Former Kenya President, Daniel arap Moi, who ruled the country from 1978 to 2002, died in the early hours of Tuesday morning after serving in the public office for 24 years. The announcement was made public by President Uhuru Kenyatta.
The incumbent President announced the death of Moi at Nairobi Hospital. President Uhuru says that the death caused the nation a profound sadness because Moi was a great man of Africa state. In honor of his reputation, the President has declared a period of national mourning and ordered a period of national mourning and all flags to fly at half-staff, as well as granting him to receive a state funeral.
Before his death, Moi was surrounded by his family. He was hospitalized in October 2019 for breathing problems, but was discharged after a few weeks.
Moi received his education at government and missionary schools, after which he became a teacher as Kenya was moving towards independence from British rule. He became the Minister of Home Affairs and President Jomo Kenyatta later named him Vice President in 1967.
Fifteen years after Kenya won independence from Britain in 1963, Mr. Moi succeeded president Jomo Kenyatta, the country’s founding father. Mr. Moi, a former schoolteacher, and national legislator, as vice president. Kenyatta’s imperial style of governing behind closed doors was quickly overshadowed with widespread support all over the country. He toured the country, courting its ethnic and tribal groups and gaining wide popularity. He introduced free milk for children and pledged to do away with endemic graft and elevate Kenya’s struggling tourism-and-agriculture economy, which was in great contrast to his predecessor. Thereafter, he won Western support with anti-communist policies during the Cold War.
Prior to Jomo Kenyatta’s death on 22nd of August, 1978, Moi became acting president. Per the Constitution, a special presidential election for the balance of Kenyatta’s term was scheduled on 8 November, 90 days later. That never happened as the Cabinet held a Special Cabinet meeting without Moi’s presence and decided that no one else was interested and went around the country campaigning for him to be declared elected unopposed. He was therefore sworn in as the second President of Kenya on 14 October 1978.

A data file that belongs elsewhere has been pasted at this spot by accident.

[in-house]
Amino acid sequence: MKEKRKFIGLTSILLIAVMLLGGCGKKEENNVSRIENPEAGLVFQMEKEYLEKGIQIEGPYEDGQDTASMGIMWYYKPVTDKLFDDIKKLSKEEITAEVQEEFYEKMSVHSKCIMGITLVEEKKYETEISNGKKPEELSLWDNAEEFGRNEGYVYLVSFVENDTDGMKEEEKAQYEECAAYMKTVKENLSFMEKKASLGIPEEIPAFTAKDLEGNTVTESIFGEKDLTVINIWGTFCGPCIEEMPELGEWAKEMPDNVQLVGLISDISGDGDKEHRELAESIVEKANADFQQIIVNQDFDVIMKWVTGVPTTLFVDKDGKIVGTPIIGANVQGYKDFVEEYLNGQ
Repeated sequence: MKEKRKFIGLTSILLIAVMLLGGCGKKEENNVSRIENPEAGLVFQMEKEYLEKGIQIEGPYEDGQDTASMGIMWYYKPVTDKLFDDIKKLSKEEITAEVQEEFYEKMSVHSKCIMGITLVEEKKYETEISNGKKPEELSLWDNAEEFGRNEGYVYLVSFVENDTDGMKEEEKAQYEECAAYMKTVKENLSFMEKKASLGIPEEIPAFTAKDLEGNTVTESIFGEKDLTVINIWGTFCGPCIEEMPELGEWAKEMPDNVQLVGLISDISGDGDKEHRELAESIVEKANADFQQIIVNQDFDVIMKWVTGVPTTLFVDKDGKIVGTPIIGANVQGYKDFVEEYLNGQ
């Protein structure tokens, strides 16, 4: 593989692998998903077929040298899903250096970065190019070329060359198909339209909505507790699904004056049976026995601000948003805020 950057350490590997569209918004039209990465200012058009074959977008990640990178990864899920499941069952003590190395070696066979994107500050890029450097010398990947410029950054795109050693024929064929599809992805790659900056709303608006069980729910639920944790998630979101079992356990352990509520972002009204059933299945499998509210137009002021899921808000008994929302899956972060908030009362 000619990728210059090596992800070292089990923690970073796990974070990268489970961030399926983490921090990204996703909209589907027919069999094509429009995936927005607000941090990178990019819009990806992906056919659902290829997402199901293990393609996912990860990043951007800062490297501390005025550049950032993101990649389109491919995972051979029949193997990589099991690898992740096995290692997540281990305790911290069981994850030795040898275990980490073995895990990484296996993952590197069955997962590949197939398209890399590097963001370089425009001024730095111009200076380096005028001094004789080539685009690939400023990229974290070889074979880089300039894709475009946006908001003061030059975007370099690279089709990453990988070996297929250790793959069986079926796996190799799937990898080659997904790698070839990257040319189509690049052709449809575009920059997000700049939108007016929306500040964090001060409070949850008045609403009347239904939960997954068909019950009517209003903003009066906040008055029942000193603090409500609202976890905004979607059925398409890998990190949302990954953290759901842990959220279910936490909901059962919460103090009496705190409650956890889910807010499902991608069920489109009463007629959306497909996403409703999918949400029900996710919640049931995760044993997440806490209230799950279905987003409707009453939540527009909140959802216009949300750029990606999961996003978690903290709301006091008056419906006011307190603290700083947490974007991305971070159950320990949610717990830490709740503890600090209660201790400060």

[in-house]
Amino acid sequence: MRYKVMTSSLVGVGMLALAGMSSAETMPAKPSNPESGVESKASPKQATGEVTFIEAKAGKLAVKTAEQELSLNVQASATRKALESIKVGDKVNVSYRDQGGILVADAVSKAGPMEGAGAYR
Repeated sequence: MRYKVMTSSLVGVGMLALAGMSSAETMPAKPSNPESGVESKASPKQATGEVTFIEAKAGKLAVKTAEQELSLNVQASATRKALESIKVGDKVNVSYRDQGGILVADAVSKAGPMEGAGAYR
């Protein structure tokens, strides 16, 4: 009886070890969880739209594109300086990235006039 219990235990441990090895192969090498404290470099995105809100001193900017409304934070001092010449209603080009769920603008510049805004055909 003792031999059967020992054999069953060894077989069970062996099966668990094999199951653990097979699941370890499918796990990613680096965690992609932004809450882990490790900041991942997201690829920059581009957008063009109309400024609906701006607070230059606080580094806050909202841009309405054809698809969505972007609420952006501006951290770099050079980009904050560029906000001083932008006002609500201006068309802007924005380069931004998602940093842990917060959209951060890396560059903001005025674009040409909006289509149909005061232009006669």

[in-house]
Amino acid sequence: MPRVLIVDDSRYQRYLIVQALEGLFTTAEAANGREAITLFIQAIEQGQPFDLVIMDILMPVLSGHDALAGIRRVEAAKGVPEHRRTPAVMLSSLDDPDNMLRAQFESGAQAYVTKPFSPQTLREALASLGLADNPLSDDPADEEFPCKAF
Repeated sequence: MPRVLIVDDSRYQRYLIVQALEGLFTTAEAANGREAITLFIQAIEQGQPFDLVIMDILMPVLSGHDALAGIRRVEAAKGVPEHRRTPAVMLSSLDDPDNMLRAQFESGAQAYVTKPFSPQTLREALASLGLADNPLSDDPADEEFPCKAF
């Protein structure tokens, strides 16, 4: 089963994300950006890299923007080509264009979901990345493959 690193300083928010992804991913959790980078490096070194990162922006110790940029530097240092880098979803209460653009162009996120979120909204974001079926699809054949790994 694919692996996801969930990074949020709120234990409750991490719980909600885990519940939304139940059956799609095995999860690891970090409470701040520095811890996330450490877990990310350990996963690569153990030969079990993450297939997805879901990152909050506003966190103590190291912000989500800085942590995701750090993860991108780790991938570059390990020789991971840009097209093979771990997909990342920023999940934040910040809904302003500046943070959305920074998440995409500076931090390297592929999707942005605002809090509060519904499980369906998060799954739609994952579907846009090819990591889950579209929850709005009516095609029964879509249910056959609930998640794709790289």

As a statesman, Daniel Arap Moi had contagious influence in cementing East African countries like Tanzania and Uganda into a coherent trading block. On March 14, 1996, full East African Cooperation efforts began and in July 1999 the new East African Community was born.
In 1979, Moi rallied to the cause of anti-apartheid in southern Africa, ordering Kenyan soldiers to march into pre-independence Zimbabwe as peacekeepers during the ceasefire. While he was still the Chairman of the Organization of African Unity (OAU), Moi participated in securing peace in Chad. In Sudan, Moi spearheaded the talks that led to a referendum that ended a three-decade war in South Sudan and the creation of a new nation in July 2011.
With 24 years under his belt as Kenya’s prominent leader, Moi had a huge impact on shaping Kenya’s politics and governmental structures. Subsequent presidents, Mwai Kibaki, and Uhuru Kenyatta, can be said to have been appointed by the elder statesman.
As a former teacher, Moi’s contribution to the Nation also included a wide expansion of higher education. It was during his era that the university sector made names beginning with the opening of Kenya’s second university in Eldoret, a town in the north.
Some other universities began operation, including private educational institutions run by Methodists. Statistically, Kenya now has more than 60 universities and public university colleges.
Moi was born on September 2, 1924, in Baringo County. He was nicknamed “Professor of Politics” amongst Kenyans.
During 2002 Kenya’s election, Moi was barred from running as a presidential candidate. Some of his supporters tried to amend the constitution to allow him to run for a third term, but Moi preferred to retire. Moi handed over power to President Mwai Kibak, in a poorly organized ceremony that had one of the largest crowds ever seen in Nairobi in attendance.
However, he still retained some popularity with the masses, and his presence never failed to gather a crowd. He spoke out against a proposal for a new constitution in 2005. While in 2007, he was named a special envoy to Sudan.